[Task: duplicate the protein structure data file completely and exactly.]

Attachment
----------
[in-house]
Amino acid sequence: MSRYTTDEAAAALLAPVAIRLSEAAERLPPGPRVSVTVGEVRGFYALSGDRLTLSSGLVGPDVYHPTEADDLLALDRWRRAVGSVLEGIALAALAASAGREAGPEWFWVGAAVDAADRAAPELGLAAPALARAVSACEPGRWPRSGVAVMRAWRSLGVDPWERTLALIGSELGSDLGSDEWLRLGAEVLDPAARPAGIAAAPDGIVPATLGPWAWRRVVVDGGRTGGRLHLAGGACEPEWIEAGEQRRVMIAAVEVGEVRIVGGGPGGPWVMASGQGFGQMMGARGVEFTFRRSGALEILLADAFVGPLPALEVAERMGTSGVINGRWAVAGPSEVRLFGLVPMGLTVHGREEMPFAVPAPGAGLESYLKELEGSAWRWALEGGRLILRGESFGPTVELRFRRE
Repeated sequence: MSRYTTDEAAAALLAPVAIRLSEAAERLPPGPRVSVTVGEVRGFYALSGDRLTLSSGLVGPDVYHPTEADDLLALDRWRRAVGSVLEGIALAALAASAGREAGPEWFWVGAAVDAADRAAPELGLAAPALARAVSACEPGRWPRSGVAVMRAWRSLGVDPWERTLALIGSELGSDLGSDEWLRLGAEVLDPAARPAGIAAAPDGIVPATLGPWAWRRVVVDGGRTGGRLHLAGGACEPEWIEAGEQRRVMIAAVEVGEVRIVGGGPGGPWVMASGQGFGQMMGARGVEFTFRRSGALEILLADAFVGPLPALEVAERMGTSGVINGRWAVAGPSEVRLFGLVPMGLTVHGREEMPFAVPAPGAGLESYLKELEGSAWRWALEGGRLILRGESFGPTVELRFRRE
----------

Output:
[in-house]
Amino acid sequence: MSRYTTDEAAAALLAPVAIRLSEAAERLPPGPRVSVTVGEVRGFYALSGDRLTLSSGLVGPDVYHPTEADDLLALDRWRRAVGSVLEGIALAALAASAGREAGPEWFWVGAAVDAADRAAPELGLAAPALARAVSACEPGRWPRSGVAVMRAWRSLGVDPWERTLALIGSELGSDLGSDEWLRLGAEVLDPAARPAGIAAAPDGIVPATLGPWAWRRVVVDGGRTGGRLHLAGGACEPEWIEAGEQRRVMIAAVEVGEVRIVGGGPGGPWVMASGQGFGQMMGARGVEFTFRRSGALEILLADAFVGPLPALEVAERMGTSGVINGRWAVAGPSEVRLFGLVPMGLTVHGREEMPFAVPAPGAGLESYLKELEGSAWRWALEGGRLILRGESFGPTVELRFRRE
Repeated sequence: MSRYTTDEAAAALLAPVAIRLSEAAERLPPGPRVSVTVGEVRGFYALSGDRLTLSSGLVGPDVYHPTEADDLLALDRWRRAVGSVLEGIALAALAASAGREAGPEWFWVGAAVDAADRAAPELGLAAPALARAVSACEPGRWPRSGVAVMRAWRSLGVDPWERTLALIGSELGSDLGSDEWLRLGAEVLDPAARPAGIAAAPDGIVPATLGPWAWRRVVVDGGRTGGRLHLAGGACEPEWIEAGEQRRVMIAAVEVGEVRIVGGGPGGPWVMASGQGFGQMMGARGVEFTFRRSGALEILLADAFVGPLPALEVAERMGTSGVINGRWAVAGPSEVRLFGLVPMGLTVHGREEMPFAVPAPGAGLESYLKELEGSAWRWALEGGRLILRGESFGPTVELRFRRE